What was it like to open up a letter announcing that the burden of a large medical debt had been taken away?
"I was dumbfounded," replies Terrance Lavalle, referring to a letter he received in November from Occupy Wall Street's working group, "The Rolling Jubilee."
Not to mention also a bit dubious.
"Not too many people are still around who will do such good things," he added. So, just to be sure that he was not the victim of a prank, he took the letter to a banker friend to verify its authenticity. After a brief research of the website, the banker turned to him to say, "Yes, they are legitimate."
Extrapolating from Terrance's response, that same incredulity must have been among the many emotions that some 2,692 other people (owing an aggregate of $13,500,000 in medical debt across 45 states and Puerto Rico) who received that letter and its greeting:
"We are writing you with good news. The Rolling Jubilee fund, a non-profit organization, has purchased (the debt owed). The mission of this project is to buy and abolish personal debt, as it is our belief that no one should have to go into debt for the basic things in our lives such as healthcare, housing and education."
The letter continues... "You are no longer under any obligation to settle this account with the original creditor, the bill collector, or anyone else... If you have any further questions or you are willing to share your story please contact us. We believe more people need to know about the injustice of medical debt and hope to hear from you."
And, that is exactly what Terrance did. He dialed that number and shared his story. After all, he was getting back on his feet, and this seeming gift from nowhere was going to make that return a little less rocky. To put voice to his appreciation seemed to be the least he could do for these good Samaritans of the Occupy Movement.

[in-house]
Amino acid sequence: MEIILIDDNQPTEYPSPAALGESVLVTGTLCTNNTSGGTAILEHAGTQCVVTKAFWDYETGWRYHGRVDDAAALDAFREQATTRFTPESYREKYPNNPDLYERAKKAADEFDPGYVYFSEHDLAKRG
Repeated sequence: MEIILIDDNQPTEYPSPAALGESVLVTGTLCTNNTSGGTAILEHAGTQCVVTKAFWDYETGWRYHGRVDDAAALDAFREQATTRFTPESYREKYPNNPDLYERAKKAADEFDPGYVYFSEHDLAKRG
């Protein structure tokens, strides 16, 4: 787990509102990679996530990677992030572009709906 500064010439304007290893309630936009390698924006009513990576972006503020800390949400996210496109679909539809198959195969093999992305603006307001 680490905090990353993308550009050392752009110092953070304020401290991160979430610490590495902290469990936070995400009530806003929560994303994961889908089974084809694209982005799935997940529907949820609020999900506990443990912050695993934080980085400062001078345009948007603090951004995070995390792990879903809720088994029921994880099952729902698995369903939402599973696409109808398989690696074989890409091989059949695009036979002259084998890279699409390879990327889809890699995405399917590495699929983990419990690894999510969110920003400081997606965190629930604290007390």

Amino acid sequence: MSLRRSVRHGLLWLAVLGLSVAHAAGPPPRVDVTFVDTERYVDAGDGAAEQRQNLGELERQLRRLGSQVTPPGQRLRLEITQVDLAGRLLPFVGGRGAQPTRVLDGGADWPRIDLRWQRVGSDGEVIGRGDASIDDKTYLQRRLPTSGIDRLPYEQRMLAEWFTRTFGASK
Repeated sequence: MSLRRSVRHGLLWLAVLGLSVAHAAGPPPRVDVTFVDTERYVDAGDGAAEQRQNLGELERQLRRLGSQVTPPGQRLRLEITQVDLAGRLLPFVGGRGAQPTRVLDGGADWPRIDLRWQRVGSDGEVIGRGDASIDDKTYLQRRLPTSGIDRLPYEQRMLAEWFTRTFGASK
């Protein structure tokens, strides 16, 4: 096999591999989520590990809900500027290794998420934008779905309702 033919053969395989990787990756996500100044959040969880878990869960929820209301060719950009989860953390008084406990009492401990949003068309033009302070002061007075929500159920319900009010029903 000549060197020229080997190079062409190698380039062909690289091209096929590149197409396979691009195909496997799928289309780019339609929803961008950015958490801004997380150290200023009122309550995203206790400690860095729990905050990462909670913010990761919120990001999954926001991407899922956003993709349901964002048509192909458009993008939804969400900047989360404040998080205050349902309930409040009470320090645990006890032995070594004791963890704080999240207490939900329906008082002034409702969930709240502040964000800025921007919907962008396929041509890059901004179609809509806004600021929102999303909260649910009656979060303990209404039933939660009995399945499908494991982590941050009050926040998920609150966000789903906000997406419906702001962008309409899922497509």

Terrance's personal opinion? "You guys are fantastic. Keep doing this great work."
Terrance was in his mid-50's, homeless, jobless and living out of his truck in Massachusetts when he slipped and fell on icy pavement "a while back." He checked into the emergency room of a local hospital, was diagnosed as having a concussion, and admitted. What accompanied him out the door a day or so later - in spite of the vaunted Romneycare safety net, was a bill for $3,000.
"Nobody should be forced into debt because they slipped on some ice in a Massachusetts winter," complained Rolling Jubilee (RJ) organizer Thomas Gokey.
"Terrance exemplifies many of the reasons that brought RJ into existence. Here is a person who worked hard all his life, spent 23 years as a field mechanic for Caterpillar Tractor, a father and a grandfather, a Union Man - and whose medical conditions even prior to his fall had put him out of work and in debt to the medical industry."
Ah yes, the medical industry: the complex that generates enough unpaid debt for its "clientele" that fully 60% of all bankruptcies can be attributed, in large part, to unpaid medical services. One in seven Americans is presently being pursued by bill collectors - and the bulk of their work is that of chasing after medical debt.